How does a philosopher publish a paper? Does it work as in natural science where the steps are:

  1. Find an appropriate call for papers
  2. Submit a paper within a deadline
  3. Receive anonymous peer-reviews
  4. Send a final version for publication in the proceedings
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    In BOTH natural sciences and philosophy, your eyes should be on journal articles NOT conference papers. Often the first issue of the year describes instructions for applicable content and how to format it. You can ask people what are the decent journals in your subspecialty (and will over time learn their flavors from looking at them.) – guest Feb 3 '19 at 17:47
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    @guest, this actually differs by field. In CS, for example, conferences are extremely important and they are where things both happen and are developed. Whether it is like that in philosophy or not, I have no way of knowing. – Buffy Feb 3 '19 at 18:32
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    CS is unusual in that aspect (versus either natural sciences or classical subjects like philosophy). I realize that stack exchange has a very CS bias in the participants, but when you look at academia overall...it's not the norm. The question from the reader was "does it work as in the natural science". Not CS. – guest Feb 3 '19 at 18:53
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    My daughter, the philosopher, suggests that in philosophy, it is in journal articles that you make your reputation. – Buffy Feb 3 '19 at 21:04
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    Journal articles or books (book chapters). – FuzzyLeapfrog Feb 3 '19 at 22:15

The main difference with the publication process in the humanities is the emphasis tends to be far more on single-author works, and the primary publication venues are journal articles, book chapters in collections, and monographs (i.e. a book). The heavy difference is in the tilt towards books in many humanities fields, sometimes referred to as a "book culture", but this is not universal across fields (or even sub-fields). Journal articles are still pretty typical fare, even in book cultures - the main difference being "can an academic in that field get tenure without a book or two or three".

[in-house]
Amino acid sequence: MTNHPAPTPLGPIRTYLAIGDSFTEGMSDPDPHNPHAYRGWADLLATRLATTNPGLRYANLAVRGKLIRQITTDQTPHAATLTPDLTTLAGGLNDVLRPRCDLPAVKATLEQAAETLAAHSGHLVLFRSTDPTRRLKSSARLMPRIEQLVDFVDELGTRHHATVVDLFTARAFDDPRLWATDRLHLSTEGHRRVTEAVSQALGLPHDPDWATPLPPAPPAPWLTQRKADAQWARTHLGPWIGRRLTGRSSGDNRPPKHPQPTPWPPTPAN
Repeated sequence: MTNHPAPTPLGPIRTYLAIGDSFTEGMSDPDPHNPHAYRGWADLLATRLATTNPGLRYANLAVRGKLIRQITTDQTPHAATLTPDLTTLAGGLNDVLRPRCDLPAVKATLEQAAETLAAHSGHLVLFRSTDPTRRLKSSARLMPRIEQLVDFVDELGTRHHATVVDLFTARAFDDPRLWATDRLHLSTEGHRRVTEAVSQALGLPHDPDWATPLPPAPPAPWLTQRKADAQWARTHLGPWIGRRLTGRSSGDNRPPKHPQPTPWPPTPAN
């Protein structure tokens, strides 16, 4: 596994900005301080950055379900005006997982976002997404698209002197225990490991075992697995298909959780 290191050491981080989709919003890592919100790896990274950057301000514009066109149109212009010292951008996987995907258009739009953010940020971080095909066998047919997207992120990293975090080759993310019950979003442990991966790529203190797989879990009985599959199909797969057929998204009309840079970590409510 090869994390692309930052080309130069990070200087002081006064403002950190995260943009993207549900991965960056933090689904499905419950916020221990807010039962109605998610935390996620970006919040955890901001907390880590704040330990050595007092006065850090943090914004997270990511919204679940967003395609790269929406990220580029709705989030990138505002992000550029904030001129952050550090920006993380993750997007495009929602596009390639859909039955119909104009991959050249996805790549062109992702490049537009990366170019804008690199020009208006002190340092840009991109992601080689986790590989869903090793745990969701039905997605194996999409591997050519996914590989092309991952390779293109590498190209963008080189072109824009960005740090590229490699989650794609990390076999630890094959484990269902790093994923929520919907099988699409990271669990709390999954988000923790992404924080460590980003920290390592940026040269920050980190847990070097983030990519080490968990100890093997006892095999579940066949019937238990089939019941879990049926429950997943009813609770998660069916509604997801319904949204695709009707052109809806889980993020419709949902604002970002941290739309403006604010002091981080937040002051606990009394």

But yes, there are indeed philosophy journals, and this page gives a nice quick overview of what are considered a few of the top ones. As a general idea of the publication process, check the memo to authors for The Journal of Philosophy, or the Instructions to Authors for MIND.

These are not so much calls for papers, as they are open to submissions to whatever is considered on-topic and relevant/good for that journal (read the journals guidelines/author guide for starters, and if it seems of interest you'll want to read through previous proceedings of that journal to see if the type of work published there suits you). Calls for papers on more specific topics would be more expected of special editions that some journals put together on occasion.

But yes, looking over the author guidelines you see its all pretty standard fare in terms of process. Most use some form of blinded review (usually at least the reviewers don't know who submitted the paper), and some use triple-anonymous where even the editor doesn't know who submitted the paper. The rest of the process is pretty standard - the editors can desk-reject what the like, the remainder of interesting papers get sent out to reviewers and send back the reports, the editors review the reports and then decide on a course of action, there may be revision rounds, etc. If the paper is ultimately accepted they work it up and publish it in according to their schedule, which is usually once every X months.

Journals are less driven by deadlines in terms of submission periods, because of course if you miss the date for X proceedings there is always X+1. But overall, the humanities have a publication culture that is at least not completely alien to those of us who have most of our experience in the "other culture" (to reference C. P. Snow's formulation of two cultures, though in practice there are far more than two).

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  • What about the process to publish a book? – Bob Feb 15 '19 at 19:47
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    @Bob Books are quite a different beast entirely, but generally the formal process starts with a book proposal: katelynknox.com/writing-first-humanities-book/… Its a part of the academic world I have no first-hand experience with, and I haven't even talked much with fellow academics about the process of books (I do know that 'popular' and 'academic' books work quite differently, but that's about it). It's sufficiently a unique process that you'd need to make a separate question, and hopefully someone more personally acquainted can say more. – BrianH Feb 15 '19 at 21:11

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